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<nettime> Liminal Zones - the Nicosia seminar
Florian Schneider on Thu, 30 Oct 2008 14:24:17 +0100 (CET)

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<nettime> Liminal Zones - the Nicosia seminar

From: angela melitopoulos <nc-melitoan {AT} netcologne.de>
Date: October 30, 2008 12:11:23 PM GMT+01:00

Liminal Zones - the Nicosia seminar
5,6,7 November 2008
organized by Socrates Stratis & Angela Melitopoulos


Any attempt to understand the rapid transformation of territories in the
21st century reveals shifting landscapes and moving boundaries, thus a
continuous struggle for their redefinition through conflicts and
exclusions. Different conditions of mobility and migration encouraged by
the so-called 'globalised world' inscribe in material environments
social and psychological borders. In this context Cyprus and its
inherent division acts as one of the frontiers to the EU. The aim of
this workshop is to explore such liminal spaces with a particular
reference to Cyprus and the Middle East.

How are liminal spaces constructed and managed and how can one think
them from an interdisciplinary perspective? What dictates the
organization and management of these liminal spaces? What facts on the
ground challenge the actual negotiation of such "zones under
construction"? How do liminal spaces relate to a larger genre of
boundaries present in contemporary urban environments? How do continuous
fragmentations and reconnections in liminal zones shape contemporary
urban societies?

This seminar proposes to engage in several roundtable discussions as
productive strategies and tactics encouraging engagement between publics
fragmented by the limit. We would like to explore the interdisciplinary
roles of visual culture and architecture as porous interfaces within
such a territory.

The seminar will take place within the Department of Architecture
(University of Cyprus) and the Goethe Institut Nicosia. It will bring
together scholars and practitioners from Cyprus, France, Germany,
Greece, Israel, Palestine, Turkey and the UK. "Liminal Zones" proposes
the creation of a research platform that will be continued in the future
as a model for exchange and production of diverse methodologies.

The Blast of the Possible
by Angela Melitopoulos

Tags: autonomy, migration, reterritorialisation, property, the border of
the political

The “Blast of the Possible” looks on the role of property in Cyprus
after the failure of the Annan Plan in 2004 that triggered a real estate
boom on the island. Today a new road map for reunification is discussed.
This research focuses on the reasons of the boom, the significance of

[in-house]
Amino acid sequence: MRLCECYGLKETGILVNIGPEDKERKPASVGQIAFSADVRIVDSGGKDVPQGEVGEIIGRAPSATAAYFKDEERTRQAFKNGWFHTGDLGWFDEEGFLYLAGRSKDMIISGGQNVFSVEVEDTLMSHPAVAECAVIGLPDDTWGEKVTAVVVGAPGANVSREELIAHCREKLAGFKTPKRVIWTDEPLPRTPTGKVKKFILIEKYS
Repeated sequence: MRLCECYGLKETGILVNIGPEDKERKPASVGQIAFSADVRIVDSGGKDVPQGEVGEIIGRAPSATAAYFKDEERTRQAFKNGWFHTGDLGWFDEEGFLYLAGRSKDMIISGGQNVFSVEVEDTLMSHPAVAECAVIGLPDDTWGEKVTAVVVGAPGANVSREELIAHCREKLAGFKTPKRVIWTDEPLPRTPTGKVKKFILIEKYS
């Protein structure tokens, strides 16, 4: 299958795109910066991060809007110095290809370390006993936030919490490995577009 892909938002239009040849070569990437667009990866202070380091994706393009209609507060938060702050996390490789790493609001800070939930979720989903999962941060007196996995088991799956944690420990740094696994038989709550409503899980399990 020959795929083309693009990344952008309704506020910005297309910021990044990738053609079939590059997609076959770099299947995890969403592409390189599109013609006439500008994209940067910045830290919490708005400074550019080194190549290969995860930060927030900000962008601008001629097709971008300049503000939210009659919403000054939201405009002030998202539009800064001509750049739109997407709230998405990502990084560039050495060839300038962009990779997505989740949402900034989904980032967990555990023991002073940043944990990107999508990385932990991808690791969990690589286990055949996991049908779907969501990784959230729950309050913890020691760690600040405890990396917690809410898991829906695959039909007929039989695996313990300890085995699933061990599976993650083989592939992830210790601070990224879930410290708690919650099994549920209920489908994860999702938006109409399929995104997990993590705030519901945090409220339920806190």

private space and property in the political conflict, the role of
migration in the discussion on the constitution of the Republic of
Cyprus. The research contains case studies on property claims that
display different political forms of belonging and property rights.
Property is discussed with an emphasis on what the imaginary quality
means within such a political conflict at the borders of Europe.

The Blast of the Possible proposes a film project based on internet
platforms such as Youtube and the potentiality of shared video archives
and texts. An web-site is designed on that one can upload "stories about
houses". Public viewing events are organized that allow to screen and
discuss the archive and to engage in the understanding of media
representation. All materials are used for the creation of a film

The Cyprus conflict was called a "constant failure in international
diplomacy", a conflict that can “poison the regional and even the
international political climate at any moment”. Since the end of the
civil war the population on the island changed radically. Many migrants
live temporarily on the island: settlers from Anatolia, refugees from
Lebanon, student migrations from Russia and North Africa, construction
workers and service providers for the tourism industries from Eastern
Europe, house workers from the Philippines, India and Sri Lanka. Many
Cypriots call themselves refugees in their own country; many live

This research links the question of the "autonomy of migration" to the
real estate boom and its effects in the negotiation of the conflict. It
explores on the one hand property claims that display different
political forms of belonging and property rights and on the other hand
the legal status of migrants that is linked to their itinerary. The